We put together a team of scientific experts and looked at the 12 most commonly reported claims and found them all unfounded see

Instead, as energy production increased and prosperity improved, global extreme weather related losses as a function of GDP declined 50% the last 3 decades and here in the U.S., there was a 98% decline in extreme weather deaths in the 20th century. 

In the U.S., with low cost energy, lowered taxes and reduced unnecessary regulations, we now have the lowest unemployment for the nation, for blacks, hispanics, women, young people in decades or history and for the first time in a long time significant wage increases! Here in NH, we have the lowest unemployment in the nation. The U.S. is energy independent, a long time thought unachievable goal. Our air and water is cleanest in our lifetimes well below the tough standards we out in places decades ago.

The real existential threat comes would come from radical environmentalism and the prescribed remedies. The scare is not based on fact but is politically driven, all about big government and control over every aspect of your life. They assume as Jonathan Gruber of MIT, an Obama advisor of health care, opined most people are ‘stupid’ and will believe what you say especially if the media provides an echo chamber. Rep. Alexandria Ocasio-Cortez’s chief of staff recently admitted that the Green New Deal was not conceived as an effort to deal with climate change, but instead a “how-do-you-change-the-entire economy thing"-- nothing more than a thinly veiled socialist takeover of the U.S. economy.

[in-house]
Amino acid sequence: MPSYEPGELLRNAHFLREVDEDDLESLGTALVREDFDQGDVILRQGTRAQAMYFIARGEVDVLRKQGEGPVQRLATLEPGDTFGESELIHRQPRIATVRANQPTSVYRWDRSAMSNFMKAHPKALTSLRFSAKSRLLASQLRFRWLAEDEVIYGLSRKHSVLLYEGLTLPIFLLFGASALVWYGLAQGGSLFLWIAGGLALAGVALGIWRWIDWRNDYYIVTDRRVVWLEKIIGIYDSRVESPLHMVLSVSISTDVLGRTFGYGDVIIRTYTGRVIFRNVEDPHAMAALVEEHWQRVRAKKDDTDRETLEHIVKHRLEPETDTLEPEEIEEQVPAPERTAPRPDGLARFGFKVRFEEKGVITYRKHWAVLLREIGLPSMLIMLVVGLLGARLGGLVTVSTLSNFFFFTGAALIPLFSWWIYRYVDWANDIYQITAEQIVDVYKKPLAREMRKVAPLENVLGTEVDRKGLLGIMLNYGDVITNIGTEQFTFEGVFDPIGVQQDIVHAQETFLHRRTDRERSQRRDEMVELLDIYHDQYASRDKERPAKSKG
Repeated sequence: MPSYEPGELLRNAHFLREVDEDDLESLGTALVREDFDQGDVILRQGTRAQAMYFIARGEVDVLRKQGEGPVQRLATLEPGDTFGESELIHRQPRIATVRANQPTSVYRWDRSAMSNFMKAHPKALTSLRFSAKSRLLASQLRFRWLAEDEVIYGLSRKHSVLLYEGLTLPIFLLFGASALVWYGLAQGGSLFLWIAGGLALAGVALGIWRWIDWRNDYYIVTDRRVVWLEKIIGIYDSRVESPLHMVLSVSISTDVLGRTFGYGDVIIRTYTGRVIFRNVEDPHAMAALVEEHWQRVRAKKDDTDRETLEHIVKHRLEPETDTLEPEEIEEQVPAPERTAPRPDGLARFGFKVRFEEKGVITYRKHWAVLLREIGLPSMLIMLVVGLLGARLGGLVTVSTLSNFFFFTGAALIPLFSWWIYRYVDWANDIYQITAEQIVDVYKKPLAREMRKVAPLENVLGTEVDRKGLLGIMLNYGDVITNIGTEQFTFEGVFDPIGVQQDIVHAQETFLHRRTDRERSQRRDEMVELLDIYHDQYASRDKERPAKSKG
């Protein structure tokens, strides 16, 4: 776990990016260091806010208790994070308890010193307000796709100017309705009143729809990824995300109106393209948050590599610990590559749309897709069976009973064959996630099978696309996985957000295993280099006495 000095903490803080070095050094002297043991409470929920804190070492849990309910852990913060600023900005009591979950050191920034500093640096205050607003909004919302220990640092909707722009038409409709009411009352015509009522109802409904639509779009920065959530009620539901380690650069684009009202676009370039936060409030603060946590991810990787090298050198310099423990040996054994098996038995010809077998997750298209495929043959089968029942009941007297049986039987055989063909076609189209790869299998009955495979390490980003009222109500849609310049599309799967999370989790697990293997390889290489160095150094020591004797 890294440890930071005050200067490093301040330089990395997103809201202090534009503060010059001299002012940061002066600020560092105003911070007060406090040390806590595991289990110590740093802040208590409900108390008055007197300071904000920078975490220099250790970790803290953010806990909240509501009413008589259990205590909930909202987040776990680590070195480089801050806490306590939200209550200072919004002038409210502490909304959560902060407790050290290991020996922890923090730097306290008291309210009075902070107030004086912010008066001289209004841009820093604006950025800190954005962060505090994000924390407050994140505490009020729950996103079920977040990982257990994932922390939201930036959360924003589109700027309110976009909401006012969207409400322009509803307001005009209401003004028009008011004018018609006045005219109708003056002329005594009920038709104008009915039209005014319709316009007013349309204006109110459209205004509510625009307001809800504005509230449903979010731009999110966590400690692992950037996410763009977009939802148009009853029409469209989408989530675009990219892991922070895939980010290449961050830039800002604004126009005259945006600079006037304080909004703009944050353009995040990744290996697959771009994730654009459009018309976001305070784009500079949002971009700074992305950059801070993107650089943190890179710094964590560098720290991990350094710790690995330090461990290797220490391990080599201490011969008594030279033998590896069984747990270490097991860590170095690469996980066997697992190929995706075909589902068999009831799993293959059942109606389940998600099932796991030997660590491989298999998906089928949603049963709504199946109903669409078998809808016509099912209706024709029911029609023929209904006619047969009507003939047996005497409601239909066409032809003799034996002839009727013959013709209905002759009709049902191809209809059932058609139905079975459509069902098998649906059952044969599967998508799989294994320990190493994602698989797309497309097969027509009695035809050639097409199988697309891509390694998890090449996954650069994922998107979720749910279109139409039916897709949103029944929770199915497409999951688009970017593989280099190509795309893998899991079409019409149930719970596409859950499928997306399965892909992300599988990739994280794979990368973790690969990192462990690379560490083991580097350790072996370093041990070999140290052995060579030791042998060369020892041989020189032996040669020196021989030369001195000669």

“The interesting thing about the Green New Deal is it wasn’t originally a climate thing at all, Saikat Chakrabarti said in May. He was echoing what the climate change head of the UN climate chief and the UN IPCC Lead Author said - that is was our best chance to change the economic system (to centralized control) and redistribute wealth (socialism).

The economy in every country that has moved down an extreme green path has been hurt. Renewables are unreliable as the wind doesn’t always blow and sun shine. And don’t believe the claims millions of green jobs would result. In Spain, every green job created cost Spain $774,000 in subsidies and resulted in a loss of 2.2 real jobs. Only 1 in 10 green jobs were permanent.  Industry left and in Spain unemployment rose to 27.5%.

Many households in the countries that have gone green are said to be in “energy poverty” (25% UK, 15% Germany). Their energy costs are up to 3 times higher than the U.S. The elderly are said in winter to be forced to “choose between heating and eating” and there are life-threatening blackouts.


Extreme cold kills 20 times more than heat according to a study of 74 million deaths in 13 countries. A new report by consulting giant McKinsey finds that Germany’s energy transition to renewables, poses a significant threat to the nation’s economy and energy supply which one of Germany’s largest newspapers Die Welt, summarized in a single word: “disastrous.”

I was asked by the NH Taxpayers Association to address ”Real Facts about the Climate”. I review all the climate facts and the scary dangerous impacts of radical environmentalism and big government takeover of our energy system (and with ‘healthcare for all’, all aspects of our lives).

See more on the fallacy of the millions of green jobs as promised by the scheming socialist candidates here. The GND that would cost the average family over $10,000 more per year. 

Also note:

Staggering energy prices are taking a toll on those unable to pay their bills, a UK regulator has admitted, confirming that thousands of people may have died because of fuel poverty and lack of heating during winter.

The most vulnerable households spend more on their energy bills than wealthier ones, and “can therefore be at greater risk of fuel poverty,” according to a comprehensive new study by the Office of Gas and Energy Markets (Ofgem) on Thursday.

Fuel poverty, a common UK term for customers who cannot afford to keep adequately warm at an affordable cost, “increases the risk that people [will] develop ill health,” it acknowledged.

Over winter 2017-18, we estimate that fuel poverty may have contributed to 5,500 excess winter deaths and that 16,500 excess winter deaths may have been linked to people living in cold homes.

Posted on 09/24 at 09:41 AM